Employers have been advised to take four steps to reduce the work risks associated with drugs and alcohol, with substance use been linked to a high percentage of workplace injuries and deaths.
Alcohol use is responsible for about five per cent of workplace deaths and up to 11 per cent of workplace injuries, psychologist Ken Pidd and Flinders University Professor Ann Roche say in their paper, Workplace alcohol and other drug programs: What is good practice? paper, released today.
The annual cost of alcohol-related absenteeism is between $437 million and $1.2 billion, they add.
The paper, written for the Australian Drug Foundation, found working conditions, such as shift work or low levels of supervision, can contribute to stress, which can influence drug and alcohol use patterns.
It also found that a worker’s belief about the acceptability of consuming alcohol or drugs close to or during work hours can be influenced by the absence of a formal workplace drug and alcohol policy.
The paper recommends employers take four steps to combat workplace risks resulting from drug and alcohol use:
1. Introduce a drug and alcohol policy – In developing the policy, employers should conduct a workplace risk assessment that identifies drug and alcohol-related risks to workers’ safety and wellbeing, so they can tailor the policy accordingly, the paper says.
Managers, workers, OHS professionals and unions should be consulted during the development process to ensure “mutually acceptable goals and procedures” are put in place.
The policy should include an employer’s objectives to reduce drug and alcohol risks, its methods of achieving the objectives, and the responsibilities of the employees implementing the policy.
Strategies for dealing with a worker who is under the influence of drugs or alcohol should be detailed in the policy, as well as information on treatment or counselling services and possible disciplinary action following a breach of policy.
2. Educate and train – Educating and training workers and managers is vital in ensuring the policy is credible, accepted and successful, the paper says.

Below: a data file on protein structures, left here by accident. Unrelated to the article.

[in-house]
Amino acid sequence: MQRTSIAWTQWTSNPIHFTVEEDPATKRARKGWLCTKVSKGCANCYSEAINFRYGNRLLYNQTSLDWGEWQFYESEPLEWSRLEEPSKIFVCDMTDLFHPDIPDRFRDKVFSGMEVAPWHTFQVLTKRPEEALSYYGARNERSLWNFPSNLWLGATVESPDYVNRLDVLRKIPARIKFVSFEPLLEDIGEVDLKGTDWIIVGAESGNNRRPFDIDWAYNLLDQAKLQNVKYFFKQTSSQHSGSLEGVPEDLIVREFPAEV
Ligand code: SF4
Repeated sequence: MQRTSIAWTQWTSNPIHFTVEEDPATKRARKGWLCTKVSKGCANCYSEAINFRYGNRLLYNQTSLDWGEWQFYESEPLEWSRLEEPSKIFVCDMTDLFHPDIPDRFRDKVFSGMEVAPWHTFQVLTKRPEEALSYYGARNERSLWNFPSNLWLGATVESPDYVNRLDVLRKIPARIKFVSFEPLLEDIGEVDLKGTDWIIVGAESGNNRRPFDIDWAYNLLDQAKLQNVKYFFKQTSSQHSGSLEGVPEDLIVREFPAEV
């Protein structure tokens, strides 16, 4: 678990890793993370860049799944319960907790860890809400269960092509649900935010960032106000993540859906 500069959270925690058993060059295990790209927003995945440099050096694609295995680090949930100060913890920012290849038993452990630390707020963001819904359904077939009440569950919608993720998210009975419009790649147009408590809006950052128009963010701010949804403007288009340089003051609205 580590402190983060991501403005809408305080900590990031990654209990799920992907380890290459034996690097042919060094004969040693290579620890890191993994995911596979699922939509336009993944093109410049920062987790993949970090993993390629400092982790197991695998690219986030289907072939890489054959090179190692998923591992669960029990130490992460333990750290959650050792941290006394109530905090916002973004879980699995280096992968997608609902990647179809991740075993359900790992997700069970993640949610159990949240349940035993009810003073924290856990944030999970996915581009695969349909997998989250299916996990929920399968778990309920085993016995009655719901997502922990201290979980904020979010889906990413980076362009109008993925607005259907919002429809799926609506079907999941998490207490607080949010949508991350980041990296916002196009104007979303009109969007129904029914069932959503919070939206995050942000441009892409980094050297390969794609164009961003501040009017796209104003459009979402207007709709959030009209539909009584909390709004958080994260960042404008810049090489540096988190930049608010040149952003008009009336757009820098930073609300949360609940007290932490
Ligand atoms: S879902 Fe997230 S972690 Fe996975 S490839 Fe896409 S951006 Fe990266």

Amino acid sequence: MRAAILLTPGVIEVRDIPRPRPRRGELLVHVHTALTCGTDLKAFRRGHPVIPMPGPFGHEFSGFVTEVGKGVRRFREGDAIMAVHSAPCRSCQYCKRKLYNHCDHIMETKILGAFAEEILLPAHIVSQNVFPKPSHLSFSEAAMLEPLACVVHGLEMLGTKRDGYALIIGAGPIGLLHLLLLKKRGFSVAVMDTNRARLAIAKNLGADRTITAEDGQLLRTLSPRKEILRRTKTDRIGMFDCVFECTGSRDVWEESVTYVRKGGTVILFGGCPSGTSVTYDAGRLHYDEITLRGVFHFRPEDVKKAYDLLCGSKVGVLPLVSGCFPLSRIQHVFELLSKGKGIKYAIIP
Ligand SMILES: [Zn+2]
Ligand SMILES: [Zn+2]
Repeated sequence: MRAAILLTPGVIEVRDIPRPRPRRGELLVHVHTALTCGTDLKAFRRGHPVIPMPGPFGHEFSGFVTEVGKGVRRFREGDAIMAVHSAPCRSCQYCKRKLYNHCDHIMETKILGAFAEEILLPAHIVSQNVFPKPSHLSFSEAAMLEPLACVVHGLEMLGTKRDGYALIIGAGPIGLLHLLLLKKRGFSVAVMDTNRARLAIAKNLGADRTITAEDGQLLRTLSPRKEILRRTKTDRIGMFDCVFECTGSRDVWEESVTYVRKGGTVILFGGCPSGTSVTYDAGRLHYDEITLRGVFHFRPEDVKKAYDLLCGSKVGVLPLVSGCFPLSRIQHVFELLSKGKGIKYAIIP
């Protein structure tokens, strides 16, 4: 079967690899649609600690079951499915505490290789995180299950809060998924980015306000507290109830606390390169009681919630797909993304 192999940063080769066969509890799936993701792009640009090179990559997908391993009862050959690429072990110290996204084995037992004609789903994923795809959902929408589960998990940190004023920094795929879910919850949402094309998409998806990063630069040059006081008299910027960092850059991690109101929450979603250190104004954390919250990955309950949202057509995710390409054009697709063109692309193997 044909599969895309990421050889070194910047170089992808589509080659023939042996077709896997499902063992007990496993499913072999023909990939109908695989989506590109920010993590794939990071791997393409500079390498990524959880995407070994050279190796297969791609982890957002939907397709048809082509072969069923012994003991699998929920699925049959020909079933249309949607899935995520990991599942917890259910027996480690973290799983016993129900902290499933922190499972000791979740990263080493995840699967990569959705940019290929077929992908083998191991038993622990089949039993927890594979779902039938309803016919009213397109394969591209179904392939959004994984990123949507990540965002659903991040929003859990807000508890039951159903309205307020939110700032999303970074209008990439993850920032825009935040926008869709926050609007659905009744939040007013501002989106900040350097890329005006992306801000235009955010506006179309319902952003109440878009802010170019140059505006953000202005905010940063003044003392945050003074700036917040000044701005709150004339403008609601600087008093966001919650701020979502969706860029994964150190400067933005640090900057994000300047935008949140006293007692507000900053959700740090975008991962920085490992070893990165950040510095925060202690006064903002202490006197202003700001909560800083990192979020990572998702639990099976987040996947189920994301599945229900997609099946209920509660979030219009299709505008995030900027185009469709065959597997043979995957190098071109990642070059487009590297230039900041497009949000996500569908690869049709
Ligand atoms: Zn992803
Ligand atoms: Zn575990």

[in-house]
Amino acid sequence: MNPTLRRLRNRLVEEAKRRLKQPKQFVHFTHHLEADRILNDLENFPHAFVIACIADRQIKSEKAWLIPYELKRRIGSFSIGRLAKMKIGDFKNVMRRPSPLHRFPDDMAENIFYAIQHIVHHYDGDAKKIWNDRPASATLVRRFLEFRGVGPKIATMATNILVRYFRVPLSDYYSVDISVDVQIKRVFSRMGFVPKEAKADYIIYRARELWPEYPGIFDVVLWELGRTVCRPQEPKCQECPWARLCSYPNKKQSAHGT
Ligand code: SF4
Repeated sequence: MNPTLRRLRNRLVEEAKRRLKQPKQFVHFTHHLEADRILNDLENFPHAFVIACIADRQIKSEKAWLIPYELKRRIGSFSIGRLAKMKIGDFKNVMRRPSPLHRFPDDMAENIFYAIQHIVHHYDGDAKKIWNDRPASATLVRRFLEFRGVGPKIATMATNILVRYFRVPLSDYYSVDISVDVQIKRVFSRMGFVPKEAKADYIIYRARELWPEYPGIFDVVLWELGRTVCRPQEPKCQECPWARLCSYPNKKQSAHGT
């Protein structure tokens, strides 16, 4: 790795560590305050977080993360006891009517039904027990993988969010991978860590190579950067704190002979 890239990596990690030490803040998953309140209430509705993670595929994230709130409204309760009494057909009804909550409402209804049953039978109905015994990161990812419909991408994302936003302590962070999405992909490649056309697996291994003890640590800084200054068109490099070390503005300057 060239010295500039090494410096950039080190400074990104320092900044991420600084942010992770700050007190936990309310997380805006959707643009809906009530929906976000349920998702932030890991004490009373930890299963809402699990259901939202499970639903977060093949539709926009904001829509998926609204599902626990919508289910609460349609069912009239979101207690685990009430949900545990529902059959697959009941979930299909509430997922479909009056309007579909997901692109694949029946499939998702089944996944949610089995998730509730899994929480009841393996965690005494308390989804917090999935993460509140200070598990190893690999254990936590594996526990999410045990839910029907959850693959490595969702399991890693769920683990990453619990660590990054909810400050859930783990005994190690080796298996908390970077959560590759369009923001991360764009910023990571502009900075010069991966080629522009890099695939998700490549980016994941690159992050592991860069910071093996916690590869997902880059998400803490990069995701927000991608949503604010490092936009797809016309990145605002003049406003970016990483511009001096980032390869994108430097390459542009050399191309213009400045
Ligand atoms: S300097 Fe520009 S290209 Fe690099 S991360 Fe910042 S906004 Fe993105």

Workers and management should be provided with information on drug and alcohol-related harm in the workplace, factors that might contribute to increased risk of harm, such as job insecurity, and health information including rehabilitation and treatment options, it says.
“In most cases, the success of any workplace response to alcohol and drug-related harm is dependent on changing existing attitudes and behaviours relating to alcohol and drug use.”
Specific training should be provided to workers who will implement and manage the policy to improve their confidence in performing their role, their ability to identify and respond to drug and alcohol-related harm, and their communication skills.
“Training programs need to be regular, ongoing and adaptable to changing circumstances.”
3. Provide access to counselling and other treatment – Employers must ensure workers have access to counselling and treatment services, such as employee assistance programs, that provide workers with relevant skills and knowledge to deal with drug and alcohol-related issues.
Workers must have access to the services at all times, not just following policy breaches.
4. Evaluate – Employers should evaluate the drug and alcohol policy following its introduction to determine: if it has achieved its goals; its strengths, weaknesses and any possible improvements needed; and if it reduced drug and alcohol-related risks and changed workers’ knowledge, attitudes and behaviour surrounding drugs and alcohol.
“Evaluation is a critical, but often overlooked component of good practice responses to workplace alcohol and drug-related harm,” the paper says.
Employers could also consider implementing health promotion programs, which focus on the fact that healthy lifestyles aren’t compatible with heavy alcohol consumption and other drug use, or brief interventions, which provide information to workers on an individual’s risk of drug and alcohol-related harm, the paper says.
Other option include peer interventions, which use trained co-workers to recognise drug or alcohol problems and intervene appropriately, or psychosocial skill training, which trains workers in problem solving and goal setting, for example.